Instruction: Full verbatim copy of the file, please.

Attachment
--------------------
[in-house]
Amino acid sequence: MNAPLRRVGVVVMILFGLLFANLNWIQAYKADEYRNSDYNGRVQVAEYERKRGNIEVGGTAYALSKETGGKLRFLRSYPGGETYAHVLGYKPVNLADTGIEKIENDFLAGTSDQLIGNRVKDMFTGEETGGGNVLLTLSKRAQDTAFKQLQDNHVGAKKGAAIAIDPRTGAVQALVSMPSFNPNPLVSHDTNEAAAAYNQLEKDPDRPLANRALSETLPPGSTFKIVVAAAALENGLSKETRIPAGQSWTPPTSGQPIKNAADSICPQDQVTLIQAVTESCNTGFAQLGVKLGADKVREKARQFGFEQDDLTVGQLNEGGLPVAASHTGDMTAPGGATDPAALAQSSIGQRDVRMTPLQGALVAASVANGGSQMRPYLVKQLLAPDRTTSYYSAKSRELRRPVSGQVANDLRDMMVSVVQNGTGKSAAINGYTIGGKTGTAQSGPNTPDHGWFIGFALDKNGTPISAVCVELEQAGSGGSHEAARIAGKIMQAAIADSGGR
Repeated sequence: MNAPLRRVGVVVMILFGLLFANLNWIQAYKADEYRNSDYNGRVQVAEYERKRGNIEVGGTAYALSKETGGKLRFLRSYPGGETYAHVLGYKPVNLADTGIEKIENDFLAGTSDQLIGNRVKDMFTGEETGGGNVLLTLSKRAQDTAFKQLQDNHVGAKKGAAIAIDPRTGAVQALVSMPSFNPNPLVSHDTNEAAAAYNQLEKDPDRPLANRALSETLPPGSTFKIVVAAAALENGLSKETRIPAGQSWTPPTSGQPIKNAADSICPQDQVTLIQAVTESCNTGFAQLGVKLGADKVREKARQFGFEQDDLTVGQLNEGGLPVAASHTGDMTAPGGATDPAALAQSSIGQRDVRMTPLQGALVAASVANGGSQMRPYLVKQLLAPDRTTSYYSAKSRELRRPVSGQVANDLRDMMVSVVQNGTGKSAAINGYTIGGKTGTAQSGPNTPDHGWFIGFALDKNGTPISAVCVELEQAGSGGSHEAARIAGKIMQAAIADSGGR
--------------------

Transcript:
[in-house]
Amino acid sequence: MNAPLRRVGVVVMILFGLLFANLNWIQAYKADEYRNSDYNGRVQVAEYERKRGNIEVGGTAYALSKETGGKLRFLRSYPGGETYAHVLGYKPVNLADTGIEKIENDFLAGTSDQLIGNRVKDMFTGEETGGGNVLLTLSKRAQDTAFKQLQDNHVGAKKGAAIAIDPRTGAVQALVSMPSFNPNPLVSHDTNEAAAAYNQLEKDPDRPLANRALSETLPPGSTFKIVVAAAALENGLSKETRIPAGQSWTPPTSGQPIKNAADSICPQDQVTLIQAVTESCNTGFAQLGVKLGADKVREKARQFGFEQDDLTVGQLNEGGLPVAASHTGDMTAPGGATDPAALAQSSIGQRDVRMTPLQGALVAASVANGGSQMRPYLVKQLLAPDRTTSYYSAKSRELRRPVSGQVANDLRDMMVSVVQNGTGKSAAINGYTIGGKTGTAQSGPNTPDHGWFIGFALDKNGTPISAVCVELEQAGSGGSHEAARIAGKIMQAAIADSGGR
Repeated sequence: MNAPLRRVGVVVMILFGLLFANLNWIQAYKADEYRNSDYNGRVQVAEYERKRGNIEVGGTAYALSKETGGKLRFLRSYPGGETYAHVLGYKPVNLADTGIEKIENDFLAGTSDQLIGNRVKDMFTGEETGGGNVLLTLSKRAQDTAFKQLQDNHVGAKKGAAIAIDPRTGAVQALVSMPSFNPNPLVSHDTNEAAAAYNQLEKDPDRPLANRALSETLPPGSTFKIVVAAAALENGLSKETRIPAGQSWTPPTSGQPIKNAADSICPQDQVTLIQAVTESCNTGFAQLGVKLGADKVREKARQFGFEQDDLTVGQLNEGGLPVAASHTGDMTAPGGATDPAALAQSSIGQRDVRMTPLQGALVAASVANGGSQMRPYLVKQLLAPDRTTSYYSAKSRELRRPVSGQVANDLRDMMVSVVQNGTGKSAAINGYTIGGKTGTAQSGPNTPDHGWFIGFALDKNGTPISAVCVELEQAGSGGSHEAARIAGKIMQAAIADSGGR